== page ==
In the iconic composition, the aerial viewpoint of Warhol’s source photograph, and the way he cropped it to his perfect square format, succinctly dispenses with a sense of depth. As noted by art historian Nina Zimmer "Warhol reduced and radicalised his Flowers to such an extent that the banal subject matter was now transformed into a powerful pictorial concept. The directionless format contributed to this: the pictures can be read in all directions; like an abstract painting, top and bottom, left and right, have been revoked.”(Nina Zimmer, Exh. Cat., Basel, Kunstmuseum, Andy Warhol: The Early Sixties – Paintings and Drawings 1961-1964, Ostfildern 2011, p. 177) Diverging significantly from the original source image – a colour photograph of seven hibiscus blossoms that was printed in Modern Photography to illustrate Kodak colour processing – Warhol abstracts the photographic clarity of the image to focusing instead on the luscious hand-painted base forms. As his assistant Billy Linich would recount: “He didn’t want it to look like a photo at all. He just wanted the shape, the basic outline, of the flowers” (Billy Linich quoted in Tony Sherman and David Dalton, Pop: The Genius of Andy Warhol, New York 2009, p. 247). In the present work, Warhol selects two colours at opposite ends of the colour wheel, utilising their inherent sensational contrast to create an arresting sense of ocular disturbance. Despite both colours being found in nature the image is decidedly synthetic. Crucially Warhol purposefully allows for the slight misalignment of the colourful underpainting and the overriding image, leading to a profoundly holograph quality at the points where the red and green meet, un-curtailed by the silkscreen print.

    Whilst the flowers appear eternally exuberant, their evident status as a manufactured image also illuminates the transience of the beauty expressed by nature. Flowers represent a profound visual shift from Warhol’s Death and Disaster images: here he offers a more subtle memento mori, recalling the vanitas tradition that he would return to once again in his skull paintings of 1976. Painted in the same year as Warhol debuted his provocative mural 13 Most Wanted Men at the New York World’s Fair, the renowned French author Jean Genet eloquently noted how Warhol was a master of expressing contrasts, whilst finding cohesion in his choice of subjects: “There is a close relationship between flowers and convicts. The fragility and delicacy of the former are of the same nature as the brutal insensitivity of the latter” (Jean Genet quoted in, Eykyn Maclean, Andy Warhol Flowers, New York, 2012, p. 6). Between the partial pathos of the verdant green foliage and the unbridled passion of the red petals, it is in Flowers that Warhol artfully probes the unassailable paradoxes of life at a meeting point between concepts of beauty, transience and a fearful obsession with our own mortality.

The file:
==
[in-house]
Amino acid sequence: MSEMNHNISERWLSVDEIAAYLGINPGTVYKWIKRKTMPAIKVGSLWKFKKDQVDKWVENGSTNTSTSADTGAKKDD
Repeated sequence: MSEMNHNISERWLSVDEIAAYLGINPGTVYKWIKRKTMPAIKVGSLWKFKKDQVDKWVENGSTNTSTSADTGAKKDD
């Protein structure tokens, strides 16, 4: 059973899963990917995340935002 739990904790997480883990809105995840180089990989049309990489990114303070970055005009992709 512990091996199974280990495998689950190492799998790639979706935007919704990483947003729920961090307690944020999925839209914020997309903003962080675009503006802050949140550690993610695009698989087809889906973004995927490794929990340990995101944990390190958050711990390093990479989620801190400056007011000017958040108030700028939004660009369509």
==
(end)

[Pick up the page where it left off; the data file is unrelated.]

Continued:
• Catalogue Essay

    在一片碧綠的草地上,四個鮮麗炫目的紅色花朵在方形畫布上浮現,每個都藉由單色攝影圖像的痕跡精心勾勒。安迪·沃荷(Andy Warhol)最具代表性的系列作品之一;《花》成為波普藝術史上的一個決定性之關鍵時刻,為藝術家的傑出範例。在描繪了「死亡」與「美」這兩大沃荷作品中最重要的主題之後不久,沃荷回到藝術史上靜物繪畫這一主題,將花的象徵意義歸列到他創作中使用的大量生產、名人以及來自新聞事件的悚人圖像等主題之中的一支。雖然《花》的系列也意味著沃荷在他當時開創不久的「工廠」中對大量生產技術的採用,這件作品在他的整個系列中卻是罕見的一幅。在藝術家的畫冊全集中所收錄的所有14英寸《花》的繪畫中,只有5件(包括這件作品)將對比鮮明的紅色和綠色進行了如此獨特生動的組合。此外,這件作品是所有14英寸的《花》之中僅有的簽署了為誰而作的2件作品之一。沃荷的這件作品是為收藏家邁爾斯及雪莉‧菲特曼夫婦而作,他們於1964年在作品完成不久後,即將其購入珍藏,此畫一直保留在他們的收藏中。《花》因此代表了這對夫婦與沃荷之間長期的藝術贊助人與藝術家的關係,並證明了他們的收藏所具有的;無與倫比的歷史重要性以及他們作為收藏家的角色。